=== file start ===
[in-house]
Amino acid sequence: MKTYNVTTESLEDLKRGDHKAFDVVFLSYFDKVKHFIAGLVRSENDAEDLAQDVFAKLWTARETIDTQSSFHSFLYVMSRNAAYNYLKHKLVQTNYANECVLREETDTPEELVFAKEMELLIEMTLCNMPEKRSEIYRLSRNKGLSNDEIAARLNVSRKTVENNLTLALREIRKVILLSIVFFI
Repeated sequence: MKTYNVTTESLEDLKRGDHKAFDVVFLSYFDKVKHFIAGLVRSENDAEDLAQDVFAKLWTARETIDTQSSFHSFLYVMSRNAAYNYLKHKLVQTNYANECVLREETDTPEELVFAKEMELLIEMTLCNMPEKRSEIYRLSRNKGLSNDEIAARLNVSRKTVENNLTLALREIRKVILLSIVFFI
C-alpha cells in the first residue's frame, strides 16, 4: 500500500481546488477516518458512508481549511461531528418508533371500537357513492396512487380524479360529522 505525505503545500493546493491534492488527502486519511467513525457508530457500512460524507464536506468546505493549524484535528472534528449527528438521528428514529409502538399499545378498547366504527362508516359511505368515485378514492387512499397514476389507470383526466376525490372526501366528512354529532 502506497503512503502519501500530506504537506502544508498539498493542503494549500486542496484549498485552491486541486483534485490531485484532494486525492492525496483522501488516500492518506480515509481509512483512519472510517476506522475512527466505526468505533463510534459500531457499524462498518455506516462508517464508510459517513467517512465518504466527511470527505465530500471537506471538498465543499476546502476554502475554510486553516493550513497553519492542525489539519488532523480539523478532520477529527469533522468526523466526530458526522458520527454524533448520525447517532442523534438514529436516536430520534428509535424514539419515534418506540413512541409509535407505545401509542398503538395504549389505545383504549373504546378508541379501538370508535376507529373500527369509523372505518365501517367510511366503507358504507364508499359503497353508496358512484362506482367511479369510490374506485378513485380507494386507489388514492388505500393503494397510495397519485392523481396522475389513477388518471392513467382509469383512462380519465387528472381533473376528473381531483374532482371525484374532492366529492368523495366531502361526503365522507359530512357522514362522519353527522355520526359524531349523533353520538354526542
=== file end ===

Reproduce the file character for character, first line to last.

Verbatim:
[in-house]
Amino acid sequence: MKTYNVTTESLEDLKRGDHKAFDVVFLSYFDKVKHFIAGLVRSENDAEDLAQDVFAKLWTARETIDTQSSFHSFLYVMSRNAAYNYLKHKLVQTNYANECVLREETDTPEELVFAKEMELLIEMTLCNMPEKRSEIYRLSRNKGLSNDEIAARLNVSRKTVENNLTLALREIRKVILLSIVFFI
Repeated sequence: MKTYNVTTESLEDLKRGDHKAFDVVFLSYFDKVKHFIAGLVRSENDAEDLAQDVFAKLWTARETIDTQSSFHSFLYVMSRNAAYNYLKHKLVQTNYANECVLREETDTPEELVFAKEMELLIEMTLCNMPEKRSEIYRLSRNKGLSNDEIAARLNVSRKTVENNLTLALREIRKVILLSIVFFI
C-alpha cells in the first residue's frame, strides 16, 4: 500500500481546488477516518458512508481549511461531528418508533371500537357513492396512487380524479360529522 505525505503545500493546493491534492488527502486519511467513525457508530457500512460524507464536506468546505493549524484535528472534528449527528438521528428514529409502538399499545378498547366504527362508516359511505368515485378514492387512499397514476389507470383526466376525490372526501366528512354529532 502506497503512503502519501500530506504537506502544508498539498493542503494549500486542496484549498485552491486541486483534485490531485484532494486525492492525496483522501488516500492518506480515509481509512483512519472510517476506522475512527466505526468505533463510534459500531457499524462498518455506516462508517464508510459517513467517512465518504466527511470527505465530500471537506471538498465543499476546502476554502475554510486553516493550513497553519492542525489539519488532523480539523478532520477529527469533522468526523466526530458526522458520527454524533448520525447517532442523534438514529436516536430520534428509535424514539419515534418506540413512541409509535407505545401509542398503538395504549389505545383504549373504546378508541379501538370508535376507529373500527369509523372505518365501517367510511366503507358504507364508499359503497353508496358512484362506482367511479369510490374506485378513485380507494386507489388514492388505500393503494397510495397519485392523481396522475389513477388518471392513467382509469383512462380519465387528472381533473376528473381531483374532482371525484374532492366529492368523495366531502361526503365522507359530512357522514362522519353527522355520526359524531349523533353520538354526542